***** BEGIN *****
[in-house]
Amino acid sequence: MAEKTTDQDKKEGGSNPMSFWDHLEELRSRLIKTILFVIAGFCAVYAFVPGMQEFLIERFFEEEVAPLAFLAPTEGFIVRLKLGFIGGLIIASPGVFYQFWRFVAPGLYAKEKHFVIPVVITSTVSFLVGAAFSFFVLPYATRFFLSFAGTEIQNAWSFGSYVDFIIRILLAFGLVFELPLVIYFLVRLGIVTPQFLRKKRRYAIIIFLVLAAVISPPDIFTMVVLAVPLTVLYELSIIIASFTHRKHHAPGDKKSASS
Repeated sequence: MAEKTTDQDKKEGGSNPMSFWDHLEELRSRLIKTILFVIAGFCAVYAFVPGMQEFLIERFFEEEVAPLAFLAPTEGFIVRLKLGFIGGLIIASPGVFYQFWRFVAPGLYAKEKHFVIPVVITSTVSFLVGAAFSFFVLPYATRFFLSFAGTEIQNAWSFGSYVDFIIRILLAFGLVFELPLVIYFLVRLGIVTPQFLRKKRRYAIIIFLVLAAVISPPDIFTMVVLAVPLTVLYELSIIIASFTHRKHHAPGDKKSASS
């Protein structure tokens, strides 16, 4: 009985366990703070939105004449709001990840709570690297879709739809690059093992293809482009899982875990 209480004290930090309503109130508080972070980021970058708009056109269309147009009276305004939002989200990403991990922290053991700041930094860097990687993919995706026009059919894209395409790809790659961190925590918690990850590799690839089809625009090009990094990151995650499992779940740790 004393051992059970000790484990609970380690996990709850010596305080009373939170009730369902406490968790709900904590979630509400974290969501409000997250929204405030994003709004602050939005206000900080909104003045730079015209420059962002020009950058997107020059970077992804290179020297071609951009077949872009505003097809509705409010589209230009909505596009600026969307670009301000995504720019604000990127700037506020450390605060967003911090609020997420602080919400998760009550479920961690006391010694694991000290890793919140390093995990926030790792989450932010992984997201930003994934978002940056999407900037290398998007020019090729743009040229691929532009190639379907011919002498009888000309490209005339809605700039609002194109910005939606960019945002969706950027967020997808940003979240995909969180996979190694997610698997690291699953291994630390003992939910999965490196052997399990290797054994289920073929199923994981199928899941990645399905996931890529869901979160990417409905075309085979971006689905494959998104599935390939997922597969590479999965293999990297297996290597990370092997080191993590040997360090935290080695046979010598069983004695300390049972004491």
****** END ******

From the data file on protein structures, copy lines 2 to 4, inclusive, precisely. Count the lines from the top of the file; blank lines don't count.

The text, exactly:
Amino acid sequence: MAEKTTDQDKKEGGSNPMSFWDHLEELRSRLIKTILFVIAGFCAVYAFVPGMQEFLIERFFEEEVAPLAFLAPTEGFIVRLKLGFIGGLIIASPGVFYQFWRFVAPGLYAKEKHFVIPVVITSTVSFLVGAAFSFFVLPYATRFFLSFAGTEIQNAWSFGSYVDFIIRILLAFGLVFELPLVIYFLVRLGIVTPQFLRKKRRYAIIIFLVLAAVISPPDIFTMVVLAVPLTVLYELSIIIASFTHRKHHAPGDKKSASS
Repeated sequence: MAEKTTDQDKKEGGSNPMSFWDHLEELRSRLIKTILFVIAGFCAVYAFVPGMQEFLIERFFEEEVAPLAFLAPTEGFIVRLKLGFIGGLIIASPGVFYQFWRFVAPGLYAKEKHFVIPVVITSTVSFLVGAAFSFFVLPYATRFFLSFAGTEIQNAWSFGSYVDFIIRILLAFGLVFELPLVIYFLVRLGIVTPQFLRKKRRYAIIIFLVLAAVISPPDIFTMVVLAVPLTVLYELSIIIASFTHRKHHAPGDKKSASS
């Protein structure tokens, strides 16, 4: 009985366990703070939105004449709001990840709570690297879709739809690059093992293809482009899982875990 209480004290930090309503109130508080972070980021970058708009056109269309147009009276305004939002989200990403991990922290053991700041930094860097990687993919995706026009059919894209395409790809790659961190925590918690990850590799690839089809625009090009990094990151995650499992779940740790 004393051992059970000790484990609970380690996990709850010596305080009373939170009730369902406490968790709900904590979630509400974290969501409000997250929204405030994003709004602050939005206000900080909104003045730079015209420059962002020009950058997107020059970077992804290179020297071609951009077949872009505003097809509705409010589209230009909505596009600026969307670009301000995504720019604000990127700037506020450390605060967003911090609020997420602080919400998760009550479920961690006391010694694991000290890793919140390093995990926030790792989450932010992984997201930003994934978002940056999407900037290398998007020019090729743009040229691929532009190639379907011919002498009888000309490209005339809605700039609002194109910005939606960019945002969706950027967020997808940003979240995909969180996979190694997610698997690291699953291994630390003992939910999965490196052997399990290797054994289920073929199923994981199928899941990645399905996931890529869901979160990417409905075309085979971006689905494959998104599935390939997922597969590479999965293999990297297996290597990370092997080191993590040997360090935290080695046979010598069983004695300390049972004491």